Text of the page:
By Alyssa Seidman
On Oct. 19, the Tilles Center for the Performing Arts hosted the live stage comedy “Hungry Hungry Games” at its concert hall. With the tag line “The funniest show in the district,” the “Hungry Hungry Games” takes on the treasured film franchise rooted in Suzanne Collins’ novel trilogy.
The Tilles Center atrium was teeming with anticipation before the doors to the Concert Hall were officially open for business. Ticket holders comprised mainly of fandom-struck pre-teens and their parents, as well as fandom-struck teenagers. The attendees then filtered into the Concert Hall once the ‘games’ were ready to begin.
The stage was set simply for the show, with only a large scaffolding piece fixed with ladders and platforms sitting center stage.
A haunting fog blanketed the stage as the lights dimmed. Suddenly, rap music blasted through the speakers as the five-person cast made their grand entrance. The low-numbered nature of the cast required the majority of the actors to take on multiple roles. Two actors had seven characters apiece. The whole show followed the same storyline as the original “Hunger Games,” with one striking exception: head writer Jim Millan’s creations nowhere near resembled the franchise characters (save common tells from the trilogy such as Katniss’ bow skills and Peeta’s artistry).
Aside from having polar opposite personalities, the parody characters had different names from those in the book – my personal favorites being Haystacks Abercrombie taking place of Haymitch Abernathy, and Influenza Babygap taking place of Effie Trinket.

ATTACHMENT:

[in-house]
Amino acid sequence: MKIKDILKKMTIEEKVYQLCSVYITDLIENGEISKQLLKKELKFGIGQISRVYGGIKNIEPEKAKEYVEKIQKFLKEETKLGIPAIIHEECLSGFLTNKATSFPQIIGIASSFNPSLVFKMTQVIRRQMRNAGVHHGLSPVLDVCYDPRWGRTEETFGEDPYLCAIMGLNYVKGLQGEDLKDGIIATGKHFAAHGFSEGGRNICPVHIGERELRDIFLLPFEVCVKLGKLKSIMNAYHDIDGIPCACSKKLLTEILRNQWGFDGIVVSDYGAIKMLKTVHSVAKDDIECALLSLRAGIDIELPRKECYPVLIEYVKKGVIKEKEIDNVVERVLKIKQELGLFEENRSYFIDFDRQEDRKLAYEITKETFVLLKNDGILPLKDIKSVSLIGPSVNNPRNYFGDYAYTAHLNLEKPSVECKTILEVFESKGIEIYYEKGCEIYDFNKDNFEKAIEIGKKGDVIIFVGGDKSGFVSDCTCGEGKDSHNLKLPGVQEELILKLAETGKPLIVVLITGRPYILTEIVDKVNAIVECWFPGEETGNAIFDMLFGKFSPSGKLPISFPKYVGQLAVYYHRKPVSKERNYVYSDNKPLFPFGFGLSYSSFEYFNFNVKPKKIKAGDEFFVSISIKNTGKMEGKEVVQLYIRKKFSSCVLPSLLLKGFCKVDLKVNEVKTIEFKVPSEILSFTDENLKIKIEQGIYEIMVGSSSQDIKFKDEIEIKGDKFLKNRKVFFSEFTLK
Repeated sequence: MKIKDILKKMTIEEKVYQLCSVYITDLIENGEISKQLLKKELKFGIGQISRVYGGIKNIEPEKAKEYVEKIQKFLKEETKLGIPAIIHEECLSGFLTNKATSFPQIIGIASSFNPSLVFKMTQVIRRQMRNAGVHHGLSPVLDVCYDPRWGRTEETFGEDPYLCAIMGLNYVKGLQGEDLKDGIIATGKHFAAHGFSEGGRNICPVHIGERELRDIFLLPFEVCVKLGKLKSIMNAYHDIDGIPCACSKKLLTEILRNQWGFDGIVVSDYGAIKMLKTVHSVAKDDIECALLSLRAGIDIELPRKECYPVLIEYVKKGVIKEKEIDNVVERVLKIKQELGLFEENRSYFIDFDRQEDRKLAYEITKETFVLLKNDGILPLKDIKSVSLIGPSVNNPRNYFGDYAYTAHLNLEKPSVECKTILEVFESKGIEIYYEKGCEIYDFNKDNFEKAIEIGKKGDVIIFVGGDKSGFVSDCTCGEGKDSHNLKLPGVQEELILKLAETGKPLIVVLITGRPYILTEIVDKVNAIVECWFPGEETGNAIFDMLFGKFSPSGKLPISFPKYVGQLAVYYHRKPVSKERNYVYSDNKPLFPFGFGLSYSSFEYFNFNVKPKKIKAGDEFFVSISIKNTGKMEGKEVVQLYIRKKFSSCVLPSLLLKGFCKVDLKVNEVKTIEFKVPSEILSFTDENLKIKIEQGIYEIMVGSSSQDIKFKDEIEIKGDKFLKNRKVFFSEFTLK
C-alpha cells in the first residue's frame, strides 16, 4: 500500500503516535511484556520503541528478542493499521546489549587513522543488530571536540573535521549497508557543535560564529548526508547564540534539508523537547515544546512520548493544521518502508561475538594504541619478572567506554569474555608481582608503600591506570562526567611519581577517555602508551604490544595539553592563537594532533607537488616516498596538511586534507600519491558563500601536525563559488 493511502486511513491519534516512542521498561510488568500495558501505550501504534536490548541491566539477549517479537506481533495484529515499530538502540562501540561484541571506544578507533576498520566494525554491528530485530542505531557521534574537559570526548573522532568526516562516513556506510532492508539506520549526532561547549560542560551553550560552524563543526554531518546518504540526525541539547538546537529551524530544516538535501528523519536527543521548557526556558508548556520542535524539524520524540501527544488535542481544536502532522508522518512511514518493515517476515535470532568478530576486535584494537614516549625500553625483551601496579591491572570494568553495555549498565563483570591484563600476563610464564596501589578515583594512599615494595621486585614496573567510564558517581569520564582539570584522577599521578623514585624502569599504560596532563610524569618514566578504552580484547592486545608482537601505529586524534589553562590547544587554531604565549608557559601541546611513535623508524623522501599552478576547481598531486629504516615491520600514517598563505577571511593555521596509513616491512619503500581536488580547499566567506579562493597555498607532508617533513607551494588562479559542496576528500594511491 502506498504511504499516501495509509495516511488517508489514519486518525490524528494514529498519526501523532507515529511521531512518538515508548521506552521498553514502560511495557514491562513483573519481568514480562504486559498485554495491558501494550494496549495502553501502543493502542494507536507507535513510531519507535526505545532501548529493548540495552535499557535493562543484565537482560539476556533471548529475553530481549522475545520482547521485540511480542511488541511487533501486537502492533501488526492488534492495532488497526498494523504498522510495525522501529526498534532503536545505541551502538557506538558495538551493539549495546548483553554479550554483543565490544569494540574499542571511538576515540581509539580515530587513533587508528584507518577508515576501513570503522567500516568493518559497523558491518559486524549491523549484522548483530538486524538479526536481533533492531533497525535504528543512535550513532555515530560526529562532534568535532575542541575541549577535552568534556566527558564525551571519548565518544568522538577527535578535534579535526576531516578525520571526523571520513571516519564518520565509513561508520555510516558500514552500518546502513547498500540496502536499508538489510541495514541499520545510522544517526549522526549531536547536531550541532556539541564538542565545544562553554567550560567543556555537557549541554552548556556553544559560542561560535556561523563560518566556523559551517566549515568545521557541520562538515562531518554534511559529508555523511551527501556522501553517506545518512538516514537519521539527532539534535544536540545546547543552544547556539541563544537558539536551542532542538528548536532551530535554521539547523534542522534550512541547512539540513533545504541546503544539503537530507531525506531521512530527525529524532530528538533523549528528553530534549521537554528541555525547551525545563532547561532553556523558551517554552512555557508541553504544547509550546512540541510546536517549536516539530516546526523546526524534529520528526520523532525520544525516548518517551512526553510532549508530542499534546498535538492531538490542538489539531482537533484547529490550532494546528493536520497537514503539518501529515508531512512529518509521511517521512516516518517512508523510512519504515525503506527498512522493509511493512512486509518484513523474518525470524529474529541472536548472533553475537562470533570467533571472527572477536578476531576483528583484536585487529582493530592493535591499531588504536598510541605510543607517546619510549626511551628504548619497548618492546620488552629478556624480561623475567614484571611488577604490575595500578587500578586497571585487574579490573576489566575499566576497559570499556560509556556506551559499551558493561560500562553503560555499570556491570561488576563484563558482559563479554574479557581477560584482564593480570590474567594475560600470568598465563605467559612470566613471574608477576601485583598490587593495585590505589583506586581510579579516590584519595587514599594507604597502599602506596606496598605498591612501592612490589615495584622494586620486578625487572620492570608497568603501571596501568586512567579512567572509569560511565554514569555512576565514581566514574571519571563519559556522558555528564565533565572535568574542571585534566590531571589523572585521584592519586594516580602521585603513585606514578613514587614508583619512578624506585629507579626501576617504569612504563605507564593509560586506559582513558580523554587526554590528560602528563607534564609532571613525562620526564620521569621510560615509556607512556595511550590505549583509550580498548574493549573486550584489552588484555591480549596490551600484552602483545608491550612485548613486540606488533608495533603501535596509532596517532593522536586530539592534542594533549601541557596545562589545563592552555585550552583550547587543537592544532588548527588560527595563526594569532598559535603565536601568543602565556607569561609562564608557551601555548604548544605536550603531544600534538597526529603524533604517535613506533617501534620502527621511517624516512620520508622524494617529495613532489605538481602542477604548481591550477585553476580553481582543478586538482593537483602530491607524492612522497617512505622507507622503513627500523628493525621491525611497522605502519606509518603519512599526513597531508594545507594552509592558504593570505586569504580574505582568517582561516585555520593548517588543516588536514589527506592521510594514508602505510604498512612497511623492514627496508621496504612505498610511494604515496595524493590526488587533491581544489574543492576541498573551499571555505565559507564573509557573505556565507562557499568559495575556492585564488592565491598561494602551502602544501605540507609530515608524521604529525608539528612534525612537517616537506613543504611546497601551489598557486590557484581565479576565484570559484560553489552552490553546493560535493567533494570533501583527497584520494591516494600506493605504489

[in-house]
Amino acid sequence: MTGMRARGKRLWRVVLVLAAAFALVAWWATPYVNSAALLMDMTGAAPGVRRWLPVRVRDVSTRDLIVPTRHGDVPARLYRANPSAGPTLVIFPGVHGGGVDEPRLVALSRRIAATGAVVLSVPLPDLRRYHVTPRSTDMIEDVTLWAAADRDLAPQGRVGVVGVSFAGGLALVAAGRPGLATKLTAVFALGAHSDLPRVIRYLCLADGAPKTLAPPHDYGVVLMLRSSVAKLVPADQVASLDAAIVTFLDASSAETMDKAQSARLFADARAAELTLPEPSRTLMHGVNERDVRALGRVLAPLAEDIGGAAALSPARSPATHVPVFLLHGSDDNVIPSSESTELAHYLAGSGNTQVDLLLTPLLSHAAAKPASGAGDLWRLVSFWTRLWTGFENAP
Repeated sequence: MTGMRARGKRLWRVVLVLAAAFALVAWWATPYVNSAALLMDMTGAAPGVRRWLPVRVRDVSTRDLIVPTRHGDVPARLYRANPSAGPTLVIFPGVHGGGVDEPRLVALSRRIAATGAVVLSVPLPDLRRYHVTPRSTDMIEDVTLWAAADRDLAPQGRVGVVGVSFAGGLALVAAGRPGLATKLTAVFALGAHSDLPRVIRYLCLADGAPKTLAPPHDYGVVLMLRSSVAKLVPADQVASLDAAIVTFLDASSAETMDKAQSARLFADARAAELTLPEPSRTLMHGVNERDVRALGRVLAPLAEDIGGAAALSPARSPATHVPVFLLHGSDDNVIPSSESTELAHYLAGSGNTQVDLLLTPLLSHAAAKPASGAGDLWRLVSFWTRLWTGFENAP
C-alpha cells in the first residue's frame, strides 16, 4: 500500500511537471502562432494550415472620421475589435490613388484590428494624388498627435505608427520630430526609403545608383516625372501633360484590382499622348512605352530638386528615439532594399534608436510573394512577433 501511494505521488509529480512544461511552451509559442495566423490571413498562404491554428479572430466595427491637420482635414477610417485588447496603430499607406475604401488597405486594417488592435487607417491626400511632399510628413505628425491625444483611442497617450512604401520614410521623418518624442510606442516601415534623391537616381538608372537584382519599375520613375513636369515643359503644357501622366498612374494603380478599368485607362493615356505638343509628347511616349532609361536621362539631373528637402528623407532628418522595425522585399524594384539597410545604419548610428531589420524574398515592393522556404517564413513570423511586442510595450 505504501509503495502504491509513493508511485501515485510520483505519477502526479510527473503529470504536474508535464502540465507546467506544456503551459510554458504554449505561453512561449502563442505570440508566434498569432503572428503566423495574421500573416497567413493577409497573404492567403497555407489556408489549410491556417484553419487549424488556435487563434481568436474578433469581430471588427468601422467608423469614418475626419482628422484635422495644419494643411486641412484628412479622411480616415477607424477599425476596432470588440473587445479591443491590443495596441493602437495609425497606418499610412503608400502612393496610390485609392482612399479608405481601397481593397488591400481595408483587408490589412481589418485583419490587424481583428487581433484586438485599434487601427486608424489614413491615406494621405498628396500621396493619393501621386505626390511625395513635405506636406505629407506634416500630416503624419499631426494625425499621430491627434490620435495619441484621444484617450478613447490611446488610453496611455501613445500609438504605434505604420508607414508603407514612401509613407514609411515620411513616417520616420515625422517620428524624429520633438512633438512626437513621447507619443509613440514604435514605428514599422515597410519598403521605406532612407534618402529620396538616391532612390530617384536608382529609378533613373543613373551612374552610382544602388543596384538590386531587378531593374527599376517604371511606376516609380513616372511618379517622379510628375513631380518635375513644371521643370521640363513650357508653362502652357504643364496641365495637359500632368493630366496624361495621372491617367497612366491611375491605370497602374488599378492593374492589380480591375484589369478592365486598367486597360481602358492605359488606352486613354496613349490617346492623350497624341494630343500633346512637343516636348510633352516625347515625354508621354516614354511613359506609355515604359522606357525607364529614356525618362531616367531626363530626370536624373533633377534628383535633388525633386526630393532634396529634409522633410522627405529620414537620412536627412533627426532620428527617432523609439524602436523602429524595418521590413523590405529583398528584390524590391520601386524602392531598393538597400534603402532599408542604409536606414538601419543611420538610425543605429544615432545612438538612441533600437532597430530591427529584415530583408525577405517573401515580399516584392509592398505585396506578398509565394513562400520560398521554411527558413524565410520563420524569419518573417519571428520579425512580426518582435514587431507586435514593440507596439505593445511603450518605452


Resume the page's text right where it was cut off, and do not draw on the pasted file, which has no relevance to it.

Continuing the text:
The performance poked fun at what was considered to be the norm in “The Hunger Games” franchise. Viewers witnessed President Snoo self-deprecating the ridiculous behaviors of the Capitol citizens, Gabe be- ing completely obvious about his attraction to Kat, and Cable revealing the tragic reality surrounding the trilogy through his sick rhyme during a tribute rap battle.
The show was intriguing and hilariously funny due to the witty writing team and well placed pop culture references – most notably, Miley’s VMA twerk fest. There was much focus on the little parts that made up Collins’ work, such as hilarious banter between game makers and an inside look at the hive of the lethal crackerjack.
One scene that caused rip-roaring laughter among the audience was the introduction of Cinna’s counterpart, Sinner, who the tributes of District 12 believe is Lenny Kravitz (who played Cinna in the film) in the flesh. Another sidesplitting instant was the character Foxface’s foil, Tonka Bookweenis, experiencing “the womanly change” while competing in the arena, ending with her imminent expiration, and a comedic lament about her “transformation.”
Of course the “simmering sexual tension” between Kat and Peter was explored, where every interaction between the characters made you feel like The Hunger Games crossed paths with your run-of-the-the mill teen dramedy. The “star-crossed lovers” are portrayed as just that right off the bat, followed up with wise cracks from Haystacks and fellow tributes. Picture “High School Musical” with less singing and more killing.
Overall, Millan’s brainchild tickled the funny bone of the viewers. The intimate, highly talented cast showed some serious comedy chops, and the little use of props required a reliance on improving the script and using sound effects, which dismissed sticking to the usual majesty of live stage production. Millan directed his witty script with relaxed professionalism, utilizing little-known names packed with star-quality skill. “The Hungry Hungry Games” will continue their nationwide tour until early May, making stops at other well-known venues along the way.
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